A recent Nevada Supreme Court opinion clarifies whether the state's hospitals can expect to be held liable for care in their emergency rooms provided by physicians who are independent contractors.
Not (necessarily) liable
Nevada court strikes down strict hospital standard
The clear answer is: It depends, which is generally the standard elsewhere. In the eyes of hospitals is better than a lower court's conclusion that hospitals have what's called an “absolute nondelegable duty,” meaning essentially that they are strictly liable for the acts of the independent contractors, no matter what.
In an opinion published July 1, the Supreme Court ruled that there's no basis in state statutes for such an obligation.
The case involves Renown Regional Medical Center, Reno, which was sued by the family of a boy whose mother brought him to the hospital's emergency room four times. He was variously sent home with antibiotics and painkillers before it was discovered he had basilar meningitis, which left him brain damaged.
A judge granted partial summary judgment against the hospital based on the finding of absolute nondelegable duty. Renown reached a settlement with the family resolving the matter but reserved the right to appeal on that particular legal question.
Chief Justice Ron Parraguirre, citing another Nevada hospital case decided in 1996, wrote that Renown could instead be held liable under a theory referred to as “ostensible agency,” which in part turns on whether the patient was given appropriate notice of the doctor's status.
“That theory is a common theory that plaintiffs in malpractice cases will promote and hospitals have to be prepared to defend against,” said Anna Grizzle of the law firm Bass Berry & Sims in Nashville. She said it's crucial that hospitals clearly communicate the arrangement to patients with signs and consent forms. “The Nevada case really is in line with where you see most courts coming down.”
Although the terminology can be mind-bending—a South Carolina case discussed by the court concluded hospitals have a “nonabsolute nondelegable duty”—Las Vegas lawyer Dennis Kennedy said the precise legal foundation affects important business decisions when hospitals are confronted with the choice of handing off the burden of managing and staffing their emergency departments.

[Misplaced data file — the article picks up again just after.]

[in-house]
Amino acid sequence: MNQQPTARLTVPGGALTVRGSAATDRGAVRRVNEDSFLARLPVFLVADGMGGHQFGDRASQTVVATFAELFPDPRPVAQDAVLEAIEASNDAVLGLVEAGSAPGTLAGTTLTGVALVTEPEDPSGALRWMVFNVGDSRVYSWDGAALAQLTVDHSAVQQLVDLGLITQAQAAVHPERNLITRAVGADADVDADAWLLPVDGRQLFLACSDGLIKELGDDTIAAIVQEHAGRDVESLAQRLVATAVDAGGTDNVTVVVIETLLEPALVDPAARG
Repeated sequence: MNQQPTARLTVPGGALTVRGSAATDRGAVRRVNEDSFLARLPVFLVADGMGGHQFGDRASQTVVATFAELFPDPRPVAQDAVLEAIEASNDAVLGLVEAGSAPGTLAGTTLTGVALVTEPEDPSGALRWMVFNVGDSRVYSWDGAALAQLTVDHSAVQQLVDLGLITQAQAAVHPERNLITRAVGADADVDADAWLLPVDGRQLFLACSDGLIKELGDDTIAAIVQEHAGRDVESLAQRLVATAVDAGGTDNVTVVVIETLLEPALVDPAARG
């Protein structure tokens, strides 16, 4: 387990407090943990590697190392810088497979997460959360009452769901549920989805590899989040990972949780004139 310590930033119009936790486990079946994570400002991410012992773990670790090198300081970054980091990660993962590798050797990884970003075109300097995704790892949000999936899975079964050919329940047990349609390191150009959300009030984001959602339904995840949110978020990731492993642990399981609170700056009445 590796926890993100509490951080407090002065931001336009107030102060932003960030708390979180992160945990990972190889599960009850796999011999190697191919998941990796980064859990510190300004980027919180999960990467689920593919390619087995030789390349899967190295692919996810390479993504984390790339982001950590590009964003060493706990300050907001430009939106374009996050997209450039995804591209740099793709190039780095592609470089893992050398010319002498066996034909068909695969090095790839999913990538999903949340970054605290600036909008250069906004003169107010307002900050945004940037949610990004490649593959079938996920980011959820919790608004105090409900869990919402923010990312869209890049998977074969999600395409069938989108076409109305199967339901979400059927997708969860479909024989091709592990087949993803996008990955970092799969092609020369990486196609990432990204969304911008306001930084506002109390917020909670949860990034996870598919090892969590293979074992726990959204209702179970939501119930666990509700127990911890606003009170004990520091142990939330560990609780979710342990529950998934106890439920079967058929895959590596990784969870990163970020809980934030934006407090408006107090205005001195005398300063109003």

“We'd like to just be free of the emergency room, but if there's a nondelegable duty, we're still on the hook for everything these people do,” Kennedy said. Then he offered the other perspective. “You think the patient who has a huge gash in his arm stands outside the emergency room and says, ‘Gosh, I wonder if this is the hospital or if they've contracted this out?' ” he said.
Indeed, Justice Michael Cherry wrote in a dissent joined by two colleagues that “emergency room patients may base their decisions regarding care largely upon hospital advertising and the reputation of the hospital as an entity.” Some, he added, are steered to particular hospitals by their health plans.
Cherry preferred South Carolina's “nonabsolute nondelegable duty,” but the majority opinion questioned whether that's any different from ostensible agency because “the result is the same”: Liability depends on whether the hospital chose the doctor and whether the patient reasonably believed the doctor was an agent of the hospital.
Tom Vallas, corporate compliance officer and counsel for Renown Health, said in a written statement that Renown is “pleased that the court recognizes the reality of how hospitals operate in the state” and that the “decision reaffirms the current law in this state and follows the vast majority of jurisdictions in the United States.”
The Nevada Hospital Association filed a friend-of-the-court brief on behalf of Renown but did not respond to requests for comment.
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